by T.J. Klune
Series: Green Creek #2
Also in this series: Wolfsong
Publisher: Tor Books
Publication Date: July 31, 2018
The beloved fantasy romance sensation by New York Times bestselling author TJ Klune, about love, loyalty, betrayal, and joy. The Bennett family has a They're not just a family, they're a pack . Ravensong is Gordo Livingstone's story.
Gordo Livingstone never forgot the lessons carved into his skin. Hardened by the betrayal of a pack who left him behind, he sought solace in the garage in his tiny mountain town, vowing never again to involve himself in the affairs of wolves. It should have been enough. And it was, until the wolves came back, and with them, Mark Bennett. In the end, they faced the beast together as a pack… and won.
Now, a year later, Gordo has found himself once again the witch of the Bennett pack. Green Creek has settled after the death of Richard Collins, and Gordo constantly struggles to ignore Mark and the song that howls between them. But time is running out. Something is coming. And this time, it’s crawling from within. Some bonds, no matter how strong, were made to be broken.
I will admit to some definite disappointment that the second book in this series didn’t continue following Ox and Joe. But getting the second chance romance between Gordo and Mark? I’ll take it! Since this is the second book in a series, there will be spoilers for the first book in this review.
The first section of the book alternates between scenes from Gordo and the brothers’ hunt after Richard Collins and Gordo’s childhood. Let’s just say that it makes his initial distrust and outright panic over keeping Ox away from the Bennet’s more understandable. But catching up to the present and the aftermath of Richard Collins isn’t a cakewalk, either. Something’s going on with the Omegas and the temporary Alpha of all isn’t being very forthcoming. But it’s when things get personal for Gordo that he truly has to chose between his anger and the man he lost.
Gordo was an interesting character for me in the first book. Yeah, he’s a jerk (and worse) in so many ways but he’s also there for Ox when he needs him. Once I clocked that he’s a porcupine with a heart of gold, well, of course I liked him. He’s grumpy and snappish – his friends at the garage say he has “murder eyebrows” – but his pack knows that he’s full of hot air. He only truly lashes out at Mark, his mate, who he blames for…. well, a lot of things. Gordo’s anger is well-deserved and very understandable, but it did wear thing after a while.
The part of the book that hit hardest for me was the theme around parents and children, about living up to – or defying – their expectations. It was also a thread through the first book, between Ox’s bio father who told him he was nothing and the slow relationship he builds – and then loses – with Thomas. But where Ox has put his ghosts to rest, Gordo has a lot more wreckage to deal with.
Gordo’s bio dad was established pretty definitively as one of the main villains in the first book. So it may be hard to believe that he comes off even worse in this book. Gordo is who he is – the Bennett pack witch – because of his father’s actions, and whether that’s a positive or negative thing is something that changes throughout the book. And then there’s Thomas who was the bio dad or chosen dad of so many characters. While Gordo’s trained by his father and Thomas’s father, he knows that he’ll be Thomas’s witch. So his betrayal – as he sees it – takes an already hurting child and decimates him. The villain also has to deal with living in the specter of their parent’s shadow – and is a counterexample of the path that Gordo chose not to take.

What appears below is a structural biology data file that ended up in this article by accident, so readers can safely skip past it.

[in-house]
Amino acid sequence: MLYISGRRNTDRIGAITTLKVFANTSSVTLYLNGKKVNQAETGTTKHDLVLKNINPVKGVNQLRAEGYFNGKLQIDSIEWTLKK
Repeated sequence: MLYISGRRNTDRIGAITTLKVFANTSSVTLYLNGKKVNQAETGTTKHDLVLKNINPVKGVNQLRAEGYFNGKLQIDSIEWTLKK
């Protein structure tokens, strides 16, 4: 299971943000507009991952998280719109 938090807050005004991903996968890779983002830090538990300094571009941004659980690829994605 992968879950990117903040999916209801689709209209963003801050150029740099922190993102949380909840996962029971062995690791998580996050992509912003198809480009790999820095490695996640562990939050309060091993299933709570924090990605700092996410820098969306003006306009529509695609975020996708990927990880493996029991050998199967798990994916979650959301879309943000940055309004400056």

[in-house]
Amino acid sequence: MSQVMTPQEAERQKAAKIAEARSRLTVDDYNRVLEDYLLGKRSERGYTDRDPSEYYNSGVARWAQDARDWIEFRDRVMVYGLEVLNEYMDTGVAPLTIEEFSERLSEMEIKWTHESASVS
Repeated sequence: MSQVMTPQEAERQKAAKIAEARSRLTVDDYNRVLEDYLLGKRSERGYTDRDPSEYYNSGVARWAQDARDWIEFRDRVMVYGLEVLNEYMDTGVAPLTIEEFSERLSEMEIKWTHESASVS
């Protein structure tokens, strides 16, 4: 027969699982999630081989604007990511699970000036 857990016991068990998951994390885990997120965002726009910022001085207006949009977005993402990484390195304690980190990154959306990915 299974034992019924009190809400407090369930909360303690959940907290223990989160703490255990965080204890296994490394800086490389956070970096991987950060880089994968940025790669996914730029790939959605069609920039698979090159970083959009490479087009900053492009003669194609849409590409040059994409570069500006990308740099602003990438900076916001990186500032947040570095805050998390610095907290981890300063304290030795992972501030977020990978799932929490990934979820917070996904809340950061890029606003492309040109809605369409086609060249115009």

And then, of course, there’s the romance. Mark and Gordo grew up together long before Gordo realized that Mark knew he was his mate. So it’s no surprise that Gordo feels just as betrayed by Mark as he does by Thomas. But despite everything everything, Gordo still loves him – even while he wishes he hates him. He does his best to lash out and push Mark away and convince himself it’s not true. Given wolves’ noses and the bond that still exists between them, Mark knows he’s lying but only pushes so far. I was disappointed by the circumstance that led to Gordo finally accepting his feelings – it’s a trope I particularly dislike – but I liked seeing them attempt to rebuild a relationship while still acknowledging both of their pain. The only problem? The main focus of the book was on the events happening in the pack and around Green Creek, not their relationship. I honestly hesitate to even label this romance with how little time they spend together, though what’s there is certainly worth it.
While I enjoyed Gordo’s prickly point of view, there’s no arguing that there’s some intangible quality that’s missing compared to Ox’s POV. He has a pretty unique viewpoint given his knowledge about the wolves while not being one himself so you’d think that it would work. Part of it I think is that despite all the things that happen in the book, Wolfsong can feel like a warm hug. We meet Ox and Joe as children and there’s lots of happy peppermint smells and family dinners and just Ox’s generally positive viewpoint. There’s none of that with the way this book starts and even after that Gordo is generally, well, bitter. It’s an enthralling read but not necessarily a comforting one. In addition, the depictions of the non-White characters felt a bit stereotypical to me, Rico especially. Random Spanish and some stale Latinx stereotypes do not make a character. Not my background, though, so I’ll leave that up to someone else to pick apart.
Overall, while I didn’t like this anywhere near as much as the first one, I’m definitely intrigued enough to keep going with the series.
Content notes: View Spoiler »